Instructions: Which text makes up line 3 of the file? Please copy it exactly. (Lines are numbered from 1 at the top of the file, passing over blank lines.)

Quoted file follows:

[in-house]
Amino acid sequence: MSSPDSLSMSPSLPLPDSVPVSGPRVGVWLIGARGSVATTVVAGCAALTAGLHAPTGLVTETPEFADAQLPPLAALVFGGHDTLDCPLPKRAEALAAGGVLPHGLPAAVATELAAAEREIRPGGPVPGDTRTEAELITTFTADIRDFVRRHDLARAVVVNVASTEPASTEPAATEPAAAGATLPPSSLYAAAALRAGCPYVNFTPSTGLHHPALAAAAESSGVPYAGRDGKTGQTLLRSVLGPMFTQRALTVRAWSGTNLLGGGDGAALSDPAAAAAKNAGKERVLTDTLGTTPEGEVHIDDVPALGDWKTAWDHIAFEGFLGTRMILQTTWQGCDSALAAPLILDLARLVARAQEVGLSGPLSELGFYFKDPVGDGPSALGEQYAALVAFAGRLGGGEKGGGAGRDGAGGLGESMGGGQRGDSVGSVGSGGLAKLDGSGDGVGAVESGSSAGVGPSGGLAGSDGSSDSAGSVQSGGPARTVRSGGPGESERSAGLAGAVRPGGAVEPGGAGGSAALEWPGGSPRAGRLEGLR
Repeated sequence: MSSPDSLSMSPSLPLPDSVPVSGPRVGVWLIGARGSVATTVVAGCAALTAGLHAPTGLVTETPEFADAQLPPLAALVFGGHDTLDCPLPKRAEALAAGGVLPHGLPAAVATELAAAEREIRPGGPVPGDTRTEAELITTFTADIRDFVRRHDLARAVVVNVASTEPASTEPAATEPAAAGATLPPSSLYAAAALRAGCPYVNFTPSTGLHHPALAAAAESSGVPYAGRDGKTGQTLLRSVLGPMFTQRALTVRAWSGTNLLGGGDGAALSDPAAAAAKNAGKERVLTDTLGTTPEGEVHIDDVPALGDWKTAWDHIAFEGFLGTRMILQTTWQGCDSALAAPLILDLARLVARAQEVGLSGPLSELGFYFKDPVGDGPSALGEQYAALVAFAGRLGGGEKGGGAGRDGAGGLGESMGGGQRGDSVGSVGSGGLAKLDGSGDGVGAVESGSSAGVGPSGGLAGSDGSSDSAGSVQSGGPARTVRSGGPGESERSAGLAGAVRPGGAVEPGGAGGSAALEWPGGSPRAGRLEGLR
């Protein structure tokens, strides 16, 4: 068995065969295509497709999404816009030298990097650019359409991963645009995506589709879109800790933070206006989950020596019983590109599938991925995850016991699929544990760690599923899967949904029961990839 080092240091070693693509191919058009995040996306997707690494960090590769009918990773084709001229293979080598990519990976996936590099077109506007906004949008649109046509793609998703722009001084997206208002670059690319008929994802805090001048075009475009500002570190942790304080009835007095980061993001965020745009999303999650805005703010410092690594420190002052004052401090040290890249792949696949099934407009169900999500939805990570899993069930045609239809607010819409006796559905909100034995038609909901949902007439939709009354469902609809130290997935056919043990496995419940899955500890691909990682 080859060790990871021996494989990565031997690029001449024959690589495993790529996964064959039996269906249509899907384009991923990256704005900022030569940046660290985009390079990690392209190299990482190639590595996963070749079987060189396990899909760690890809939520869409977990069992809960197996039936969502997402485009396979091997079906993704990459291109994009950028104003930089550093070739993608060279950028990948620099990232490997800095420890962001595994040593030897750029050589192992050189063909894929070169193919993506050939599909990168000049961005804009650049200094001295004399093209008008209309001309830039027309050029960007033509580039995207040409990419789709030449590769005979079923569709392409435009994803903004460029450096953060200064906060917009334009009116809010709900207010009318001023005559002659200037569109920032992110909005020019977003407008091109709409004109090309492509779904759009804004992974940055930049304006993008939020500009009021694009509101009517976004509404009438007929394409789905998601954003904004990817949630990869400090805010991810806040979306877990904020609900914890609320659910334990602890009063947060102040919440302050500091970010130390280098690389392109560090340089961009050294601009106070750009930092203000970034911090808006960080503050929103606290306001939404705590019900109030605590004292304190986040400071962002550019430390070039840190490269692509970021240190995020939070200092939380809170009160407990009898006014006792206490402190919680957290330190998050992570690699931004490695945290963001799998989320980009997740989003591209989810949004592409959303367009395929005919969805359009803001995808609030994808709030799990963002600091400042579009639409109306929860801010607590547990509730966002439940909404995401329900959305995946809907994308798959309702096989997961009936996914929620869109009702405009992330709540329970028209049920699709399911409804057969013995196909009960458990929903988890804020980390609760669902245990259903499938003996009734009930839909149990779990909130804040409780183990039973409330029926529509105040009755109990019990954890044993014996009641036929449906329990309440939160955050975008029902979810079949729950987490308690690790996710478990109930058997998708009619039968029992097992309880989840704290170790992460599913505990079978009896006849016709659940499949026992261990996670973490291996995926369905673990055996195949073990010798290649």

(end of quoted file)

Repeated sequence: MSSPDSLSMSPSLPLPDSVPVSGPRVGVWLIGARGSVATTVVAGCAALTAGLHAPTGLVTETPEFADAQLPPLAALVFGGHDTLDCPLPKRAEALAAGGVLPHGLPAAVATELAAAEREIRPGGPVPGDTRTEAELITTFTADIRDFVRRHDLARAVVVNVASTEPASTEPAATEPAAAGATLPPSSLYAAAALRAGCPYVNFTPSTGLHHPALAAAAESSGVPYAGRDGKTGQTLLRSVLGPMFTQRALTVRAWSGTNLLGGGDGAALSDPAAAAAKNAGKERVLTDTLGTTPEGEVHIDDVPALGDWKTAWDHIAFEGFLGTRMILQTTWQGCDSALAAPLILDLARLVARAQEVGLSGPLSELGFYFKDPVGDGPSALGEQYAALVAFAGRLGGGEKGGGAGRDGAGGLGESMGGGQRGDSVGSVGSGGLAKLDGSGDGVGAVESGSSAGVGPSGGLAGSDGSSDSAGSVQSGGPARTVRSGGPGESERSAGLAGAVRPGGAVEPGGAGGSAALEWPGGSPRAGRLEGLR